Coronavirus disease (COVID-19) outbreak in Madrid
(Photo : REUTERS/Juan Medina)
Local police stand guard outside an ice rink, which will be used as a morgue, during the coronavirus disease (COVID-19) outbreak in Madrid, Spain, March 24, 2020.

To accommodate the rapidly increasing deaths caused by the COVID-19 pandemic, an ice rink in Madrid, Spain was turned into a morgue temporarily.

The country's military unit has been transporting the remains of people who have succumbed to the disease that first emerged in Wuhan, China before turning into a pandemic, to Palacio de Hielo or Ice Palace in the neighborhood of Hortaleza in Madrid, according to Madrid regional president's office.

Moreover, the regional government also said that this is both a temporary and extraordinary measure which is designed to reduce the pain of the families that have lost their loved ones in the crisis.

Spain currently holds the fourth-highest number of confirmed COVID-19 cases worldwide, following, China, Italy, and the United States. The country also holds the third-highest death toll. On Tuesday, the office of the prime minister said that there are already 39,673 cases and 2,696 deaths reported in the country.

On Monday, the municipal funeral service, the city's major provider, announced that they were halting on the collection of bodies by Tuesday due to the scarcity of protective materials for their workers. The move made quite an impact since they manage services for 14 cemeteries, two funeral parlors and two crematoriums in the city.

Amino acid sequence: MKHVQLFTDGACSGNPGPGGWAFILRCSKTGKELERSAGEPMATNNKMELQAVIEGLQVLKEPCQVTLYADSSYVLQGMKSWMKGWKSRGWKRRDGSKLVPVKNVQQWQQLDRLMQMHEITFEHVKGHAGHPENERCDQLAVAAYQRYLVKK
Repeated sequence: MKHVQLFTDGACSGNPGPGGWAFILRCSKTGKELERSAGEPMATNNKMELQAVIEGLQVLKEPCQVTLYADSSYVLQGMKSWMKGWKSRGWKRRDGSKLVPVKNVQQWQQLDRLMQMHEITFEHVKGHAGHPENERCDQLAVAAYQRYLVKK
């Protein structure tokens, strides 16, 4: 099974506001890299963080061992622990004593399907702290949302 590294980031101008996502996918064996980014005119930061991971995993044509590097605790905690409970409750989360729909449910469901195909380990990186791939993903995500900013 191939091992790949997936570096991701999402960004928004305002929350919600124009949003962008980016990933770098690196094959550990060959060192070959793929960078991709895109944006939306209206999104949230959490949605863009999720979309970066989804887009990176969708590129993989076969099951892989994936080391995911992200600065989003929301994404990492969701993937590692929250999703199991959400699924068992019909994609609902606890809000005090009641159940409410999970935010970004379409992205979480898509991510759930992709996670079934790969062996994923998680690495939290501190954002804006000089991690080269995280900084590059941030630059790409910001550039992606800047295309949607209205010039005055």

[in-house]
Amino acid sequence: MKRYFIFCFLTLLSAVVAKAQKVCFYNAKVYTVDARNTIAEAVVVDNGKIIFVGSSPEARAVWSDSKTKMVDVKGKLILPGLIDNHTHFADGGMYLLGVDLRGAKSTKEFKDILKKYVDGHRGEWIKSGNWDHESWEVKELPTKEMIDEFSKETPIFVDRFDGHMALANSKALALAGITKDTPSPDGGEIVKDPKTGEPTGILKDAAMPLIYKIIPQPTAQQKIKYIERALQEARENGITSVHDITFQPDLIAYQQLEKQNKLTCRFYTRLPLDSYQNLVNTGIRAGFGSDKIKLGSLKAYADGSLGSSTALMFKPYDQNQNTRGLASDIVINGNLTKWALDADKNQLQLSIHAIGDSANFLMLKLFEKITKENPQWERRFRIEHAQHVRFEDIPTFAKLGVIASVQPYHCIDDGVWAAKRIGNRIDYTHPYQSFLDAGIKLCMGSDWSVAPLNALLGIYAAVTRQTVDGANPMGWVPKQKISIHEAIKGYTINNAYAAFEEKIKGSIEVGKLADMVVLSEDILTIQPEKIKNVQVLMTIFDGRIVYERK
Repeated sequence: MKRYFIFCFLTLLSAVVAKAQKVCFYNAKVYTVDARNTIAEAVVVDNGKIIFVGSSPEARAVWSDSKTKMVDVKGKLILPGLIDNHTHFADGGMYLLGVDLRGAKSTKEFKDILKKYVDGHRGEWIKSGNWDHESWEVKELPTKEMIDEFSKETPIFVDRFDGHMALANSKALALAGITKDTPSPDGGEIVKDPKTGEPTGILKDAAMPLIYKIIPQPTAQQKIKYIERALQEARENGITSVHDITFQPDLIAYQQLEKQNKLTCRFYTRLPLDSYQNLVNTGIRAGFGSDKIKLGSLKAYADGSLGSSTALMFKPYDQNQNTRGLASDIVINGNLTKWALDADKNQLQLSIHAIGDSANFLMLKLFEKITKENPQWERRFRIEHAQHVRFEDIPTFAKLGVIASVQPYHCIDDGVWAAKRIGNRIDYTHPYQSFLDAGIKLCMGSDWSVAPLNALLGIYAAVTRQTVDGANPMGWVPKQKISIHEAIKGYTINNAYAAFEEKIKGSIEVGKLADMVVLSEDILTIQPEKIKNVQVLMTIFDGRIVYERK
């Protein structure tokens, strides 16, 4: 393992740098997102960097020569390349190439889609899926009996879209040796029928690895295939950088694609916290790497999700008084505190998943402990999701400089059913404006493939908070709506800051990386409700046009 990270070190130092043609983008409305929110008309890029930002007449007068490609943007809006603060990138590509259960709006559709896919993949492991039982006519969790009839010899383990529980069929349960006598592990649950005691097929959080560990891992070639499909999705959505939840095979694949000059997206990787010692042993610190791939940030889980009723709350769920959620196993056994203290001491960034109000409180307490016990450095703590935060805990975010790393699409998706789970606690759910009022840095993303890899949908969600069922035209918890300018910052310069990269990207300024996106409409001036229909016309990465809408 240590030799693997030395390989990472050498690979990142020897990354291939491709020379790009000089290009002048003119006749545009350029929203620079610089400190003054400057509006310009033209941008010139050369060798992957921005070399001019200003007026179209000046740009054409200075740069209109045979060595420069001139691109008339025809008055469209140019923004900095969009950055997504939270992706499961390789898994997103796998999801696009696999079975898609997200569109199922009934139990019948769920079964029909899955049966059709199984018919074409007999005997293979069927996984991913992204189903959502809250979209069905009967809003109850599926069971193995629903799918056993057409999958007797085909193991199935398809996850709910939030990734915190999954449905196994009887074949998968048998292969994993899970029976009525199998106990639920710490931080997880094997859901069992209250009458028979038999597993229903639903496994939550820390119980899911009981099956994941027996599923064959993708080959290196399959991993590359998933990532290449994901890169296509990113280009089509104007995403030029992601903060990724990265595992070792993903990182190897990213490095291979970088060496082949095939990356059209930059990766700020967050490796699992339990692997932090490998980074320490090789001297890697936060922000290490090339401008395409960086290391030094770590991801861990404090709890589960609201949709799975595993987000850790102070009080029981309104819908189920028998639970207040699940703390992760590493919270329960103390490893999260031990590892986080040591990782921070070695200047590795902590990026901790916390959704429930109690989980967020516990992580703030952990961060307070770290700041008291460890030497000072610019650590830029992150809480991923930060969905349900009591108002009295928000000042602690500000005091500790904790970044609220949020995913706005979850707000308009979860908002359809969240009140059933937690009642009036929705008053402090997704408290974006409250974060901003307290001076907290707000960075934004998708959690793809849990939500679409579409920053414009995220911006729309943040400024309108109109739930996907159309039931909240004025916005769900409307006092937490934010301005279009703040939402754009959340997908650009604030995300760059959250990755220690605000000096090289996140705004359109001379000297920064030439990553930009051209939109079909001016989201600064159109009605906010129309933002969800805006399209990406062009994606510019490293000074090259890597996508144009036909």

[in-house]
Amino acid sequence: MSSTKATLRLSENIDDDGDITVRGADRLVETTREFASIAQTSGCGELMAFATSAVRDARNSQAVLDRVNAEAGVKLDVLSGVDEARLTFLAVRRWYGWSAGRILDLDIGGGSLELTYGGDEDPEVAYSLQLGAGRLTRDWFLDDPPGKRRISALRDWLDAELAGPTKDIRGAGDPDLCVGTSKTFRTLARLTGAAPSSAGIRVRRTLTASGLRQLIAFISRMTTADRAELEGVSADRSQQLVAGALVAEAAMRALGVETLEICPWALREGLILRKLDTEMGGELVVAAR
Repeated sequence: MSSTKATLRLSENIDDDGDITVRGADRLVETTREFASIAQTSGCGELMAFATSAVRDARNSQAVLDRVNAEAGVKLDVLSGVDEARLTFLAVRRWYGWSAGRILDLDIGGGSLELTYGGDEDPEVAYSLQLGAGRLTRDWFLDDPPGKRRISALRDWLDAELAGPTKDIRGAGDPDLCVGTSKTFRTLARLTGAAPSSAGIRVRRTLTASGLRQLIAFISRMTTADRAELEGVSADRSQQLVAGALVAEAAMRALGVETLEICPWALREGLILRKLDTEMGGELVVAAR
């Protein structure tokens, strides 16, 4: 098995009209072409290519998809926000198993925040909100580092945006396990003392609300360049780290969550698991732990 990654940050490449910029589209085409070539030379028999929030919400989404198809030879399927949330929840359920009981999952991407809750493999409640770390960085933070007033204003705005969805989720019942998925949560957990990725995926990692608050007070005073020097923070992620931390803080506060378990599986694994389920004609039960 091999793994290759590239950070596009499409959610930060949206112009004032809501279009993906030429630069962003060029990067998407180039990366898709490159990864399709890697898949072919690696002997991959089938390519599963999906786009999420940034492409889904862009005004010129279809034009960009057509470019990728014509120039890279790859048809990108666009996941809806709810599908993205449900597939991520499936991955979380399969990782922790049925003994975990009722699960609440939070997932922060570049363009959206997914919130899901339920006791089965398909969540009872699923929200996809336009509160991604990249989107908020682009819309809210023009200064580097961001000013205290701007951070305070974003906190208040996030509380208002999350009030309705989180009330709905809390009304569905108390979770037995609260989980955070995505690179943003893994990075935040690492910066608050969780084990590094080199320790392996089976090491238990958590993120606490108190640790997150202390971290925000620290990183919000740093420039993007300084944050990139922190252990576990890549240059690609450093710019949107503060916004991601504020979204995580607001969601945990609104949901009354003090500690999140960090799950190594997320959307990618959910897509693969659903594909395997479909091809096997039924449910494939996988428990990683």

Read also: Coronavirus Lockdowns, Quarantines: What Countries are Taking These COVID-19 Mitigating Measures?

The funeral service also said that cremations, burials and other services will still continue as usual as long as bodies will be sent by other funeral services businesses in closed coffins.

Spain's response to COVID-19

Being the epicenter of the outbreak in Spain, Madrid's region president Isabel Diaz Ayuso said that the expected number of possible COVID-19 cases to hit the country is almost 80% of its population. She also added that despite this, most of the cases will only exhibit mild symptoms. However, it might be a problem for the vulnerable population of the city which is about 15% of the population.

The country has been under lockdown and state of emergency since the 13th of March. The lock down was initially set to only last for 15 days but Prime Minister Pedro Sanchez on Sunday said that it could extend to another 15 more days depending on the severity of the outbreak and the result of teh parliament's debate on Wednesday.

There are already emergency hospitals that have been set up all over the country and the residents have been ordered to stay at home apart from taking essential trips which turned the usually busy streets deserted.

On Tuesday the government also ordered senior citizen homes to inform the authorities of any deaths that may occur, especially after military found abandoned retirement homes with the elderly left behind and some of them dead on their beds.

Funeral homes also on the frontline of COVID-19 crisis

Whilst, Personal Protective Equipment (PPE) are being directly sent to hospitals, the funeral homes in Spain are also suffering from the lack of equipments.

According to the manager of Funerarias Madrid, Mario Navarro, their company has already stocked up on PPEs before the situation explode. However, the sudden surge in the number of deaths has depleted their stocks and forced them to reuse gloves and masks after carefully sterilizing.

He also said that being on the front line, they have also recorded casualties and they are also struggling with the lack of resources like the healthcare frontliners.

Related news: Elderly Found Abandoned, Dead in Deserted Spain Retirement Homes